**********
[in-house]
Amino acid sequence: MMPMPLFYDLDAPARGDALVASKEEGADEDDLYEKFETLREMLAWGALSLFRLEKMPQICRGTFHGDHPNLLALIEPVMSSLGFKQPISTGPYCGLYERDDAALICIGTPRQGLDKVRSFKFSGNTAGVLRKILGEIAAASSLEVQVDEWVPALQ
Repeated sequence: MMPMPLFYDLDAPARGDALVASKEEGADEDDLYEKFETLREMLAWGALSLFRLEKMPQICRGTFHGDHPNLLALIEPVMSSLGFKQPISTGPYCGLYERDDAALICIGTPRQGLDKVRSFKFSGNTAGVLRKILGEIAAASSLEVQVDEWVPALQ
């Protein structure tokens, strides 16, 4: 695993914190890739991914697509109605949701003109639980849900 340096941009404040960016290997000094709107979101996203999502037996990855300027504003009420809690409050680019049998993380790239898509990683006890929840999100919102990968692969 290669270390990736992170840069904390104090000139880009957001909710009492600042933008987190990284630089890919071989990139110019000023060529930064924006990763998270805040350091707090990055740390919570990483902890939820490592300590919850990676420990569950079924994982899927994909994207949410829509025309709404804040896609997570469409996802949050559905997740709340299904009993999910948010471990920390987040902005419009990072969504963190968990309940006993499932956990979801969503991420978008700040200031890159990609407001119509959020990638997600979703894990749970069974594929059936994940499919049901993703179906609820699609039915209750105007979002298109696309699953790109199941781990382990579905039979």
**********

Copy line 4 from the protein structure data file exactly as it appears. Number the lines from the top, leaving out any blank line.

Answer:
């Protein structure tokens, strides 16, 4: 695993914190890739991914697509109605949701003109639980849900 340096941009404040960016290997000094709107979101996203999502037996990855300027504003009420809690409050680019049998993380790239898509990683006890929840999100919102990968692969 290669270390990736992170840069904390104090000139880009957001909710009492600042933008987190990284630089890919071989990139110019000023060529930064924006990763998270805040350091707090990055740390919570990483902890939820490592300590919850990676420990569950079924994982899927994909994207949410829509025309709404804040896609997570469409996802949050559905997740709340299904009993999910948010471990920390987040902005419009990072969504963190968990309940006993499932956990979801969503991420978008700040200031890159990609407001119509959020990638997600979703894990749970069974594929059936994940499919049901993703179906609820699609039915209750105007979002298109696309699953790109199941781990382990579905039979």